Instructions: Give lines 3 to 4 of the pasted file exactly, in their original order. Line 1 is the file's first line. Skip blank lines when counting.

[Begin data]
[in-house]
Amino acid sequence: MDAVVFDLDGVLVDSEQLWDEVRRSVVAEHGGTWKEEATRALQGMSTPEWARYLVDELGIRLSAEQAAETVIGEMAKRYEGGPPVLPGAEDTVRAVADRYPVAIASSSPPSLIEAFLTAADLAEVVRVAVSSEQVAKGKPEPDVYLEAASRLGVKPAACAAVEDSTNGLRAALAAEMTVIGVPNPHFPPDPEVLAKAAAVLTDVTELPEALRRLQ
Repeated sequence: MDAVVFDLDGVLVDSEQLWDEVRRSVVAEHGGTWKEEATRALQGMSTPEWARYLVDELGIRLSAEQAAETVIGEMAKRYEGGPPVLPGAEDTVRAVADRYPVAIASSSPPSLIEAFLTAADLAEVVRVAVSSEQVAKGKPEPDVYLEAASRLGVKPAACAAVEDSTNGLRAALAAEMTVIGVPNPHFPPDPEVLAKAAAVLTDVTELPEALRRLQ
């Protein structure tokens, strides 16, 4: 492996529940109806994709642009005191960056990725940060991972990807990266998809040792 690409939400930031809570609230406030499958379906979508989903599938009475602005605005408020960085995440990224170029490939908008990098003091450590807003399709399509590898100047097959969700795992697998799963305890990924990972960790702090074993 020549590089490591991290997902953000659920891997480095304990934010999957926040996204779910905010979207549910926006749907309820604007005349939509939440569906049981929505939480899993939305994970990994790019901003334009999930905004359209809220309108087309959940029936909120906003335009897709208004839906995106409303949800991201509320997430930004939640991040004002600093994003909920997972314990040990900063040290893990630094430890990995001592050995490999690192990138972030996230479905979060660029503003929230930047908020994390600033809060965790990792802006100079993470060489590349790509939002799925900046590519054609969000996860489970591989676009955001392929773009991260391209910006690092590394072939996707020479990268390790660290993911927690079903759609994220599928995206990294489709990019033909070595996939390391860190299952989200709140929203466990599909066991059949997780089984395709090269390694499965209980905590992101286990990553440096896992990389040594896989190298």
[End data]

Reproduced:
Repeated sequence: MDAVVFDLDGVLVDSEQLWDEVRRSVVAEHGGTWKEEATRALQGMSTPEWARYLVDELGIRLSAEQAAETVIGEMAKRYEGGPPVLPGAEDTVRAVADRYPVAIASSSPPSLIEAFLTAADLAEVVRVAVSSEQVAKGKPEPDVYLEAASRLGVKPAACAAVEDSTNGLRAALAAEMTVIGVPNPHFPPDPEVLAKAAAVLTDVTELPEALRRLQ
């Protein structure tokens, strides 16, 4: 492996529940109806994709642009005191960056990725940060991972990807990266998809040792 690409939400930031809570609230406030499958379906979508989903599938009475602005605005408020960085995440990224170029490939908008990098003091450590807003399709399509590898100047097959969700795992697998799963305890990924990972960790702090074993 020549590089490591991290997902953000659920891997480095304990934010999957926040996204779910905010979207549910926006749907309820604007005349939509939440569906049981929505939480899993939305994970990994790019901003334009999930905004359209809220309108087309959940029936909120906003335009897709208004839906995106409303949800991201509320997430930004939640991040004002600093994003909920997972314990040990900063040290893990630094430890990995001592050995490999690192990138972030996230479905979060660029503003929230930047908020994390600033809060965790990792802006100079993470060489590349790509939002799925900046590519054609969000996860489970591989676009955001392929773009991260391209910006690092590394072939996707020479990268390790660290993911927690079903759609994220599928995206990294489709990019033909070595996939390391860190299952989200709140929203466990599909066991059949997780089984395709090269390694499965209980905590992101286990990553440096896992990389040594896989190298």